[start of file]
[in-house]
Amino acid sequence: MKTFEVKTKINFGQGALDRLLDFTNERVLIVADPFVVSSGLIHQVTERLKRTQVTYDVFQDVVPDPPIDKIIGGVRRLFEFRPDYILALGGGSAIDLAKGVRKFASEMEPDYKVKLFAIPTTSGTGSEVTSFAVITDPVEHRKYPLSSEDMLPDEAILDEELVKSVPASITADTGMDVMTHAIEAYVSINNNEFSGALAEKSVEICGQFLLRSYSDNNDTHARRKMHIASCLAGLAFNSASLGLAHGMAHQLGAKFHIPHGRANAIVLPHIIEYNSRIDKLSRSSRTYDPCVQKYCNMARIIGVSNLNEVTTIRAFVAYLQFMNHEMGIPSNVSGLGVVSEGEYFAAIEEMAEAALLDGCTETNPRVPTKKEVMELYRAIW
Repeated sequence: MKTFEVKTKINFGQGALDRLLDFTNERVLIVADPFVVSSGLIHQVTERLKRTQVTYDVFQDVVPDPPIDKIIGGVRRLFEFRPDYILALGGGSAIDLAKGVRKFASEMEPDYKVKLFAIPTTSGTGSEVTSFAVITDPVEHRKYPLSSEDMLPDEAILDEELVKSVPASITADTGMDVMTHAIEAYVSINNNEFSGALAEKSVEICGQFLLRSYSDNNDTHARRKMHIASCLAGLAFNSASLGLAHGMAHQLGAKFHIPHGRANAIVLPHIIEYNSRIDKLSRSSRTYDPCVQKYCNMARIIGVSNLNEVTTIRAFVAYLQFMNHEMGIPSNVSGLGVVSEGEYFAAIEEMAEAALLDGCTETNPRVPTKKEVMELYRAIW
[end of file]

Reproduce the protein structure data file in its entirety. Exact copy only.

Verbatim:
[in-house]
Amino acid sequence: MKTFEVKTKINFGQGALDRLLDFTNERVLIVADPFVVSSGLIHQVTERLKRTQVTYDVFQDVVPDPPIDKIIGGVRRLFEFRPDYILALGGGSAIDLAKGVRKFASEMEPDYKVKLFAIPTTSGTGSEVTSFAVITDPVEHRKYPLSSEDMLPDEAILDEELVKSVPASITADTGMDVMTHAIEAYVSINNNEFSGALAEKSVEICGQFLLRSYSDNNDTHARRKMHIASCLAGLAFNSASLGLAHGMAHQLGAKFHIPHGRANAIVLPHIIEYNSRIDKLSRSSRTYDPCVQKYCNMARIIGVSNLNEVTTIRAFVAYLQFMNHEMGIPSNVSGLGVVSEGEYFAAIEEMAEAALLDGCTETNPRVPTKKEVMELYRAIW
Repeated sequence: MKTFEVKTKINFGQGALDRLLDFTNERVLIVADPFVVSSGLIHQVTERLKRTQVTYDVFQDVVPDPPIDKIIGGVRRLFEFRPDYILALGGGSAIDLAKGVRKFASEMEPDYKVKLFAIPTTSGTGSEVTSFAVITDPVEHRKYPLSSEDMLPDEAILDEELVKSVPASITADTGMDVMTHAIEAYVSINNNEFSGALAEKSVEICGQFLLRSYSDNNDTHARRKMHIASCLAGLAFNSASLGLAHGMAHQLGAKFHIPHGRANAIVLPHIIEYNSRIDKLSRSSRTYDPCVQKYCNMARIIGVSNLNEVTTIRAFVAYLQFMNHEMGIPSNVSGLGVVSEGEYFAAIEEMAEAALLDGCTETNPRVPTKKEVMELYRAIW